The victims were from Sabawoon, a non-profit charity that provides training to women on how to run a business from home and works to create gender rights awareness.
A group of militants have attacked a vehicle carrying women activists from a non-governmental organisation in Pakistan’s North Waziristan district, killing all four and wounding the driver.
The attack took place in the village of Epi in Mir Ali, a town in North Waziristan district, said Iqbal Khan, a local police officer. Shafi Ullah Khan, a district police chief, also confirmed the attack, saying police had launched a search in an effort to trace and arrest the attackers.
They fled to nearby mountains and no one has claimed responsibility.
Officials said the victims were from the Sabawoon Pakistani charity, which provides training to women interested in doing business from their homes and creates awareness among them about their rights.
The women activists traveled to Mir Ali from the town of Bannu in the Khyber Pakhtunkhwa province.
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The attack drew condemnation from Pakistani rights activists on social media, with most of them demanding swift action against those responsible.
Militant threat in border region
Police said the apparent militants had prior information and were waiting for the women to arrive.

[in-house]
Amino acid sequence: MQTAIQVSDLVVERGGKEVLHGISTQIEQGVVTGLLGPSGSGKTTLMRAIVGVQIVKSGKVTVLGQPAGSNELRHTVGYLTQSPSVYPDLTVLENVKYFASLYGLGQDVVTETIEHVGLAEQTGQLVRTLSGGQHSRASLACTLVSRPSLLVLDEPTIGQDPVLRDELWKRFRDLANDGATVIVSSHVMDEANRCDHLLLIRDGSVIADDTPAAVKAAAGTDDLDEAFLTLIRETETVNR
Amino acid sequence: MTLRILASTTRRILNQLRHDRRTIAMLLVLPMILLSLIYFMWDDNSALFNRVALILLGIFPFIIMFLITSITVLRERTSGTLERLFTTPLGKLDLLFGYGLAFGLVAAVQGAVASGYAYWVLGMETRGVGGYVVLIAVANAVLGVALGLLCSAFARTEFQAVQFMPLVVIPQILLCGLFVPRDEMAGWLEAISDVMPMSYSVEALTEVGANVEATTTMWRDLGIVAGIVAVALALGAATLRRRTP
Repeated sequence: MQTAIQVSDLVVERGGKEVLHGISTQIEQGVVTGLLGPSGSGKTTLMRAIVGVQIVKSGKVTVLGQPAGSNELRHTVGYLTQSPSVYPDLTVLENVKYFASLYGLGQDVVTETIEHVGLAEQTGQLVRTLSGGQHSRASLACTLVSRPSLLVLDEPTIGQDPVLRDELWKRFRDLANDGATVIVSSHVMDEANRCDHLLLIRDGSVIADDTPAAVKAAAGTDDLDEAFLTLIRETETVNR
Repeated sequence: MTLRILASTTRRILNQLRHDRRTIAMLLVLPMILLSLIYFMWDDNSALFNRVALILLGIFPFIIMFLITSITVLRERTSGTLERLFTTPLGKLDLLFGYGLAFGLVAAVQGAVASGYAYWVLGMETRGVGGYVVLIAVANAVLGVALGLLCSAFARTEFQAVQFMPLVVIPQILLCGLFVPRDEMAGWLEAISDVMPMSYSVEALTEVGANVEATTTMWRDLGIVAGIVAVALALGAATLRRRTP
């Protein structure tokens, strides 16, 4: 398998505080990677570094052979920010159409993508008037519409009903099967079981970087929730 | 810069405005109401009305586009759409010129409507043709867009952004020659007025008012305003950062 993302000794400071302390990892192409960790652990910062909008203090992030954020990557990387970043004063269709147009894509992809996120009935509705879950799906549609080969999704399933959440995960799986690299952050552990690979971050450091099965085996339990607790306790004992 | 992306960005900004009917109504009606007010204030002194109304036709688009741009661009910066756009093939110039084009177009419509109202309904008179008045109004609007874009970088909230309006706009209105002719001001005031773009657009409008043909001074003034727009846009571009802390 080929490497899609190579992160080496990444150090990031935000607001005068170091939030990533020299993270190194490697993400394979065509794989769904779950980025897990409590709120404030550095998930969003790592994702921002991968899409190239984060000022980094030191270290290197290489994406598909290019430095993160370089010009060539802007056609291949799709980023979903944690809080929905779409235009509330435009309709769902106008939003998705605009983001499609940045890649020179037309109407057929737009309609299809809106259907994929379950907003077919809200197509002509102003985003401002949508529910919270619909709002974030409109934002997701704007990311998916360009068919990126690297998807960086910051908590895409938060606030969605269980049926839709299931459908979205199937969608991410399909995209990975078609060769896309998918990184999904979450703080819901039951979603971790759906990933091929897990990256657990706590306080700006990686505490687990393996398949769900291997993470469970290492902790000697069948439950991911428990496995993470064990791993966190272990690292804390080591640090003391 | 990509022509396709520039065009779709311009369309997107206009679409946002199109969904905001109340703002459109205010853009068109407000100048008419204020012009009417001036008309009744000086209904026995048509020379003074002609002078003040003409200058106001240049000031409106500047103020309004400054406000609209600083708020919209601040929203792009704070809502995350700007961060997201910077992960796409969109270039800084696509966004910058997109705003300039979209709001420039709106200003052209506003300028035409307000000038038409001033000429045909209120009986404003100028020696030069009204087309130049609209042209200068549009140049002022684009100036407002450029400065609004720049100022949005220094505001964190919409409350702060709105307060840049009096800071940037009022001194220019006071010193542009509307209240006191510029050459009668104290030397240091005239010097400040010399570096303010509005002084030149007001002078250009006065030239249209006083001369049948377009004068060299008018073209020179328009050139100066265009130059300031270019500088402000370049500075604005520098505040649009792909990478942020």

Pakistani militants have in recent months stepped up their activities in the region, raising fears they were regrouping in the former Taliban stronghold.
Militants also often attack Pakistani troops in the former tribal regions bordering Afghanistan.
The North and South Waziristan districts served as the main base for local and foreign militants until the military secured the regions in 2015.
The Pakistani Taliban, also known as Tehreek-e-Taliban Pakistan, are a separate insurgent group from the Afghan Taliban, although Pakistan’s militant groups are often interlinked with those across the border.
This is the ex-spokesperson of Tehrik-i-Taliban Pakistan who claims responsibility for the attack on me and many innocent people. He is now threatening people on social media. How did he escape @OfficialDGISPR @ImranKhanPTI? https://t.co/1RDdZaxprs— Malala (@Malala) February 16, 2021
The latest attack comes weeks after a former spokesperson of the TTP, Ehsanullah Ehsan, had threatened Nobel Laureate Malala Yousufzai with a second attempt on her life, saying next time " there will be no mistake."
A campaigner for girls education, Malala was shot in the head by TTP militants in December 2012.
Ehsanullah Ehsan then TTP spokeperson had claimed responsibility for the attack on Malala who was 15 years old at the time.
The TTP is said to have lost control of all territory in Pakistan since its December 2014 attack on an army school that killed 132 children for which Ehsan had also claimed responsibility on behalf of the group.
Ehsan surrendered himself to authorities on February 5, 2017 remained in the Pakistani military's custody, according to an announcement made by then-director general of the Inter-Services Public Relations Major General Asif Ghafoor.
Three years after turning himself in, Ehsanullah managed to escape under mysterious circumstances.
The militants tweet, that the social media platform deleted along with many of his other profiles, also prompted Malala to question the country's civilian and military leadership regarding the details of the militant's escape.
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